- From CoffeeAffection.com: "There are two major types of coffee beans: Arabica and Robusta. Arabica coffee is considered much higher in quality... Raw Arabica beans contain 1.2% caffeine or 12 milligrams per gram. Raw Robusta beans have almost twice as much caffeine, at 2.2% or 22 milligrams.

- More on the difference between Arabic and Robusta from PerfectDailyGrind.com: "Let’s state it clearly: when it comes to flavour and aroma, Arabica has more complexity than Robusta. This is partly because the two species are different at a chemical level." More details on the differences at the link.

.
 
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1. Any coffee is usually better than no coffee. Especially if the last dose was/is approaching 24 hrs. previous.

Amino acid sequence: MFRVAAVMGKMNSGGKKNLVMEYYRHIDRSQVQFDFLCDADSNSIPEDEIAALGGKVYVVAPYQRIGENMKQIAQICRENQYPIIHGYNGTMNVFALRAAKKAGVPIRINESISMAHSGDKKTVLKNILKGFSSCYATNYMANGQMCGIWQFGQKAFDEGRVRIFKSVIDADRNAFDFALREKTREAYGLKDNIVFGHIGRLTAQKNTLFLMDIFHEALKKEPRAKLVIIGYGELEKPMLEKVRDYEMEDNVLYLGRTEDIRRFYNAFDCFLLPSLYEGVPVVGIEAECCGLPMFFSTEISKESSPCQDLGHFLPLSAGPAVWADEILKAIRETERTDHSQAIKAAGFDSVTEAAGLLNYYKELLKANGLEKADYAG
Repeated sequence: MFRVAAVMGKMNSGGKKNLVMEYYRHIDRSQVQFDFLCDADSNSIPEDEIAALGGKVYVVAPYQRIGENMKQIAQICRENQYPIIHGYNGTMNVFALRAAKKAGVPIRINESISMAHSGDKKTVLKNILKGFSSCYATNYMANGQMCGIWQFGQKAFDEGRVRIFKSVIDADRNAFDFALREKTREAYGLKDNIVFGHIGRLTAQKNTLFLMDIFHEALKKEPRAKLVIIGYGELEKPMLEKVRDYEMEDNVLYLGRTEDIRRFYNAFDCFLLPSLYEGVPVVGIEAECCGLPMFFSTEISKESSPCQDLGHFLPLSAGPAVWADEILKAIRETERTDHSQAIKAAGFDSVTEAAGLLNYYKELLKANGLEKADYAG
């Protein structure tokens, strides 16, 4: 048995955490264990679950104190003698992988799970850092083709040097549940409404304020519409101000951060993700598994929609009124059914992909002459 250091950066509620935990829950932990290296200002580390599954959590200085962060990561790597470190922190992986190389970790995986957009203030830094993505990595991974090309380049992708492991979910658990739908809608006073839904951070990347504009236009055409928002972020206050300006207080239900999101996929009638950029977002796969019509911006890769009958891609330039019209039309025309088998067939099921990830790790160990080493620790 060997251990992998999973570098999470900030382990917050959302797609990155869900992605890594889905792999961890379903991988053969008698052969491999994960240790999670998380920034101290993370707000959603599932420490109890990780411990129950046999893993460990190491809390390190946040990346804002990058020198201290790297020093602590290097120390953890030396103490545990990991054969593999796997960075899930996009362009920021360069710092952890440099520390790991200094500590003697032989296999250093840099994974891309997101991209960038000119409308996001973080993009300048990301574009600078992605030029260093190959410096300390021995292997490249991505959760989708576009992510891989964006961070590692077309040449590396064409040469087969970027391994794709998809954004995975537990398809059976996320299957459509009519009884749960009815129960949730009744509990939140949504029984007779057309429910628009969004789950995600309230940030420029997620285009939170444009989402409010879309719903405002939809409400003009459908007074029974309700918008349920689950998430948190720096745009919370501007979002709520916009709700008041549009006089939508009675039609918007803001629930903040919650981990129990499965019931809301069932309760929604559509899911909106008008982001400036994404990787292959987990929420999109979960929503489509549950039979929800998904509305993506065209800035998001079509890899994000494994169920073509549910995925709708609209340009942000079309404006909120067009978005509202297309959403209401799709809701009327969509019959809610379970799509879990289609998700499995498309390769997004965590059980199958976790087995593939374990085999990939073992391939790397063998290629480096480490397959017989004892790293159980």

2. Fresh roasted and ground coffee has more flavor.
3. Refer to #1.

There is a fundamental difference , to me, in making one cup vs. multiple cups at once and I usually only have one cup once or twice a day. I do occasionally make multiple cups and use a thermos when I know it's going to be a long busy day...like fishing! Allowances may need to be made for the varying circumstances. I don't measure that closely except to go stronger in the morning than the afternoon. Pert-near measure is good enough for me and strong is better than weak. Caffeine, like any useful drug, must be administered in the dose that provides the optimum effects. A mild addiction can be expected. Refer to #1. Withdrawals are not good. With me it resembles the beginnings of the flu. I like different brews but medium to dark bodied Columbian is my go to. I've occasionally been know to add a small slash of Bailey's when the weather turns. Now, it's time for my nap. Then, I'm going to make a cuppa.